(D.C. Cir., 2013).
Prejudice is not necessarily discrimination
. An African American delicatessen worker was fired for stealing from the restaurant -- not paying for food and drink she consumed. The employee sued for racial discrimination, claiming that the manager had made numerous "anti-Black comments" and disparaged African American public figures in front of the staff. (The manager would often end these comments with "I'm just funning with y'all.") He also tolerated hostile racial comments, including use of the n-word by a customer. The court dismissed the case, finding no connection between the manager's comments and the decision to fire the employee. The employee did not deny taking the food and drink. Fourteen other employees, many of whom were White, had been fired for the same infraction. There was no showing of any racial disparity in enforcement of the theft policy. A company is not precluded from firing a person for theft just because a manager has made prejudiced comments unrelated to the theft policy. Even a prejudiced manager can do non-discriminatory discipline by equally enforcing rules. Addison v. Ingles Markets, Inc.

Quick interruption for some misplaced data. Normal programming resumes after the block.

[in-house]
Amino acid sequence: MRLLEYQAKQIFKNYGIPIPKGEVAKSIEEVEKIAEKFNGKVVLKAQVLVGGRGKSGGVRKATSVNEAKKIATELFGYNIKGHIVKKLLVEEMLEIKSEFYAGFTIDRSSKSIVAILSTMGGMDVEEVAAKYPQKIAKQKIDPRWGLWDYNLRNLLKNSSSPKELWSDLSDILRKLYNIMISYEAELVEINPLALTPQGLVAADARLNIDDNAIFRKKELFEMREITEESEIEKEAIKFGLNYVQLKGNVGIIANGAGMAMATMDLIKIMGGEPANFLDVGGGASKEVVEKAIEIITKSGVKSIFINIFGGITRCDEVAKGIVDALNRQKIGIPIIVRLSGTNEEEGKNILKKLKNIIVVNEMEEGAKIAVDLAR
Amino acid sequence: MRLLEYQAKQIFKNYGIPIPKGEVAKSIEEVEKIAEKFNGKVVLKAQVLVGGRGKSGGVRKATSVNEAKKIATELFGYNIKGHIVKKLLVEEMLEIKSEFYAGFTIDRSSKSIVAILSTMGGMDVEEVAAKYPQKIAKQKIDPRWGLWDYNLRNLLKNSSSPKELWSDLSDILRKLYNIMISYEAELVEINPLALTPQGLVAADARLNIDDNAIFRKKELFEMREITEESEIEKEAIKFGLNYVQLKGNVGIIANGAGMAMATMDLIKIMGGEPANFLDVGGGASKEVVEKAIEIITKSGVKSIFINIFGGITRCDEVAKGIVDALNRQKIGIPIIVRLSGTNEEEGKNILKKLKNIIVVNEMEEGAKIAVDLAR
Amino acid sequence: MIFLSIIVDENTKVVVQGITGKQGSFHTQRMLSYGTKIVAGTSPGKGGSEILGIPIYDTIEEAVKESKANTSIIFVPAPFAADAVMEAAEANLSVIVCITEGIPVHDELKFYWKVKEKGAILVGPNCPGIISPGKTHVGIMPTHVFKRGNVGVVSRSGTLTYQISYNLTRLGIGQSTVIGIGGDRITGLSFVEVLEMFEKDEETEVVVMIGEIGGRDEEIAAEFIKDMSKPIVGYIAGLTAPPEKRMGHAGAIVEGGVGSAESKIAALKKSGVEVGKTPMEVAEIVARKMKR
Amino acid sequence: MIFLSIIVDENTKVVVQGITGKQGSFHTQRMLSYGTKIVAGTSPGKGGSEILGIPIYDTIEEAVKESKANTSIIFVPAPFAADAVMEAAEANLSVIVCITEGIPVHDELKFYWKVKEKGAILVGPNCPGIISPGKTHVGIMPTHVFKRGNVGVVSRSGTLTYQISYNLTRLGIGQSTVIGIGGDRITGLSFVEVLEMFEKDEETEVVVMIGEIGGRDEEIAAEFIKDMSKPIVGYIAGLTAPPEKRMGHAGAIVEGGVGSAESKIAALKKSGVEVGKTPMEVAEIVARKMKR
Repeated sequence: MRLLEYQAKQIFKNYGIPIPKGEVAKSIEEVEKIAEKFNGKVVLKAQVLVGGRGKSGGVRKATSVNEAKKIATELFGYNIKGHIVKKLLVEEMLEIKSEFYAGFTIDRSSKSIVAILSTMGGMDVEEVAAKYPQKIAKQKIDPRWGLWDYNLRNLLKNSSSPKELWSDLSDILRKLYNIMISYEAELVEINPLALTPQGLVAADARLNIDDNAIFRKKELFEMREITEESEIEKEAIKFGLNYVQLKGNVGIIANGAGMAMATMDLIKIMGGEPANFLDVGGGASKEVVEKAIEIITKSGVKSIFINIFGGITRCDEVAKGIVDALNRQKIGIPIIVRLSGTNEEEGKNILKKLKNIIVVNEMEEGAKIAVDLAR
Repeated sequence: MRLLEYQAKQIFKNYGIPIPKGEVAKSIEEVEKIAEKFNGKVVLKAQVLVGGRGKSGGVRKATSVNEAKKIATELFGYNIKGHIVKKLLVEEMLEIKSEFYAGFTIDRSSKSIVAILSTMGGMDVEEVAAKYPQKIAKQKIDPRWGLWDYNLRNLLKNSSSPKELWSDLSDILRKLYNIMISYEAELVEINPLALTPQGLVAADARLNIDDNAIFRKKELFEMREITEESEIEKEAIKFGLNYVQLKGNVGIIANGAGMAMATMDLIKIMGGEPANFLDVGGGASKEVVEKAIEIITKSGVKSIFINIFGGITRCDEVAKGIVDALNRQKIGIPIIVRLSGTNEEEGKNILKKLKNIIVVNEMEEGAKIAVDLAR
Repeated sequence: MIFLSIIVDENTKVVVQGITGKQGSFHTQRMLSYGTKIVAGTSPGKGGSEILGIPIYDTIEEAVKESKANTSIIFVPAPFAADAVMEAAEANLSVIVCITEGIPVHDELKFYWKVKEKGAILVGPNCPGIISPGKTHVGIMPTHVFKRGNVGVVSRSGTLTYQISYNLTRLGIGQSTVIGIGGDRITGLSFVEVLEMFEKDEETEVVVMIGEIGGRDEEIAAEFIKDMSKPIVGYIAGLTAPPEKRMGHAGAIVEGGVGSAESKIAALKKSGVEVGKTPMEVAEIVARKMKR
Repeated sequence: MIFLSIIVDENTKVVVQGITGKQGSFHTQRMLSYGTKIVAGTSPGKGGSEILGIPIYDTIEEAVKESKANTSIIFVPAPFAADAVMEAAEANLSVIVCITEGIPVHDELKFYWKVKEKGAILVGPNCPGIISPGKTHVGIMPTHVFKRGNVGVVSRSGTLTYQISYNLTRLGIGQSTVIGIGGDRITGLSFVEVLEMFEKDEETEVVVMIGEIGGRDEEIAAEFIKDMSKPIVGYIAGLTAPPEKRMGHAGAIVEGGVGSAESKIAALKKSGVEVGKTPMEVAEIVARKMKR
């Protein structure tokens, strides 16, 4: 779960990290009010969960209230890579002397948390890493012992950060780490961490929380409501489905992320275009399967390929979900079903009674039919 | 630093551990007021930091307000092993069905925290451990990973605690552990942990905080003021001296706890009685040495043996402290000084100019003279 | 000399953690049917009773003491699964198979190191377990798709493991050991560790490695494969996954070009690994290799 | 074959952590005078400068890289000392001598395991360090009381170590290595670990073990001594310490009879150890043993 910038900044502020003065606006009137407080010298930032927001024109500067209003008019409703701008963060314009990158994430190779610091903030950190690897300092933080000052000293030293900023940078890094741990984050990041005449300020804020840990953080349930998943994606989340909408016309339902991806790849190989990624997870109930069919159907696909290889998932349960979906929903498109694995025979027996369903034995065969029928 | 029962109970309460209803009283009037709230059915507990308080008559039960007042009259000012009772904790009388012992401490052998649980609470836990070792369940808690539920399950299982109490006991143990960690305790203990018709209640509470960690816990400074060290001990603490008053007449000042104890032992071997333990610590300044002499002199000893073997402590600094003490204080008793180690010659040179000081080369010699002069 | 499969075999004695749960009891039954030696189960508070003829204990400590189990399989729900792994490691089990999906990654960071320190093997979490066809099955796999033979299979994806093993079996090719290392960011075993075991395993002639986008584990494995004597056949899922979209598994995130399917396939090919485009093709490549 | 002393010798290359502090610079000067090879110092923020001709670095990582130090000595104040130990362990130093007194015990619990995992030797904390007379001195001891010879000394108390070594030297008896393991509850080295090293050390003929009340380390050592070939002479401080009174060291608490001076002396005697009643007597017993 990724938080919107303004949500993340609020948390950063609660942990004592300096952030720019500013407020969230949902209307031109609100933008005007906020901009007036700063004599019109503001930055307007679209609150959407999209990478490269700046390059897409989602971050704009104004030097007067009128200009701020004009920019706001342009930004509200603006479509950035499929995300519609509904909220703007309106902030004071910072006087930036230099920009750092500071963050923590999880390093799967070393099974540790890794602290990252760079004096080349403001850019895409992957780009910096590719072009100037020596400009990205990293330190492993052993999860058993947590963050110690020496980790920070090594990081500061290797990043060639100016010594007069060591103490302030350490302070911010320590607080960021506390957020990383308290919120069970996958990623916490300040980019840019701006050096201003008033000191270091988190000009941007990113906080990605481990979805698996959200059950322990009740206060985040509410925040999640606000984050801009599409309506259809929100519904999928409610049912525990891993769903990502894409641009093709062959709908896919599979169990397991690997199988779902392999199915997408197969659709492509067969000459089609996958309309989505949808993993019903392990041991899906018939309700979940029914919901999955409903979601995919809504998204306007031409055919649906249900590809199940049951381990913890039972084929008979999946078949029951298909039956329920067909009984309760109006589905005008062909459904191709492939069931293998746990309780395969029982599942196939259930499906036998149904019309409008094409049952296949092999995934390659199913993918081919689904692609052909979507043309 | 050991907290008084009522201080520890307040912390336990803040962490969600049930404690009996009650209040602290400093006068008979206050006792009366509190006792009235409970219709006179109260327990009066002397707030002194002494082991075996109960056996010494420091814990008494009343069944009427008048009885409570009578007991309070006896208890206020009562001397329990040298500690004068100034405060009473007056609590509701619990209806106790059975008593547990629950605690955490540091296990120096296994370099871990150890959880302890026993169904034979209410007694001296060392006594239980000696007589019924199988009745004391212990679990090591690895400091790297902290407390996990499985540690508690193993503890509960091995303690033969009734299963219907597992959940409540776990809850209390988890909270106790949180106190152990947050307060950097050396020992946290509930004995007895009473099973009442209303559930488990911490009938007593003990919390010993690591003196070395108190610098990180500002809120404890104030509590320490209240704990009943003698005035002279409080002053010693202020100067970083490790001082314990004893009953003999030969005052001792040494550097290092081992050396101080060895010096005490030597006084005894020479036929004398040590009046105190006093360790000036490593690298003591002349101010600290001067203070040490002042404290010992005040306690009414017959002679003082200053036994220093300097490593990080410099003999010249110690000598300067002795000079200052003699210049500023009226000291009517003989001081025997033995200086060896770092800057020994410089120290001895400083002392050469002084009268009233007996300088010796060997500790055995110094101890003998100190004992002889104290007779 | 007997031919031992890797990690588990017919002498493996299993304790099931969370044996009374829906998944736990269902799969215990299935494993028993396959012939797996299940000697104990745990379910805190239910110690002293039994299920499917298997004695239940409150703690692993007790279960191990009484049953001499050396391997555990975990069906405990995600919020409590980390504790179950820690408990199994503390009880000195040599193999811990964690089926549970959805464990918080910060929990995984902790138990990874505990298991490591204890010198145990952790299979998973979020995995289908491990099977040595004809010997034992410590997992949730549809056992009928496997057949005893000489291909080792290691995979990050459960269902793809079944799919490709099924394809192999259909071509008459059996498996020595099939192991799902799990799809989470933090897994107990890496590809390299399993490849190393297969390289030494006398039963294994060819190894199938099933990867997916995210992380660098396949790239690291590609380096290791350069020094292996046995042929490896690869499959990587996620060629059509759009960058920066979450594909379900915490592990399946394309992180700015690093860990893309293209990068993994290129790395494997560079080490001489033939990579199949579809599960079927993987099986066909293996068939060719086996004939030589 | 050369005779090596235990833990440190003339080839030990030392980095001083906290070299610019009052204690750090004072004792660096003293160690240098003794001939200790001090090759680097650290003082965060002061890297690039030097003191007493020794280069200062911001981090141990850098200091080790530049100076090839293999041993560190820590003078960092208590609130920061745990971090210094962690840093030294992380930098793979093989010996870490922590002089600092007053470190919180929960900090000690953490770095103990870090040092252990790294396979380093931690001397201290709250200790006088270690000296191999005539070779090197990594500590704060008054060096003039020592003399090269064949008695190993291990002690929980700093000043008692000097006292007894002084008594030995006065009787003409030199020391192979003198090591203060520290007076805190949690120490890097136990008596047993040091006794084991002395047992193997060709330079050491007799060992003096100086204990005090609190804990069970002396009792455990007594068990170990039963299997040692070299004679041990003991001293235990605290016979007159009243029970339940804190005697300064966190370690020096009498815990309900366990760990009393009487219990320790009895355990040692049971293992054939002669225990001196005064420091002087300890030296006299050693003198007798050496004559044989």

(11th Cir., 2013). [The ruling could have been very different if this was a hostile environment harassment case, rather than a rule violation case. A manager's prejudiced comments are not "just funning." They quickly establish a discriminatory environment. There is no excuse for any supervisor to "fun" about
racial, sexual, ethnic, religious or other EEO topics. For more information, request
the article The Undefendable
by Boardman & Clark by emailing Bob Gregg at firstname.lastname@example.org.]
Court dismisses EEOC's case over random drug testing
. U.S. Steel did random drug and alcohol tests on probationary employees in safety sensitive positions. This policy was approved under the collective bargaining agreement. A coking oven worker failed the alcohol test and was fired. She claimed it was a false positive due to diabetes. She filed with the EEOC for disability discrimination. The EEOC filed suit against the company and the United Steelworkers Union on behalf of the person and all others who had been fired for failing the test. The EEOC claimed that the alcohol test is a medical exam which has an adverse impact on certain disabilities. It sought to prohibit all random testing and restrict tests to only individualized reasonable suspicion situations. The court 5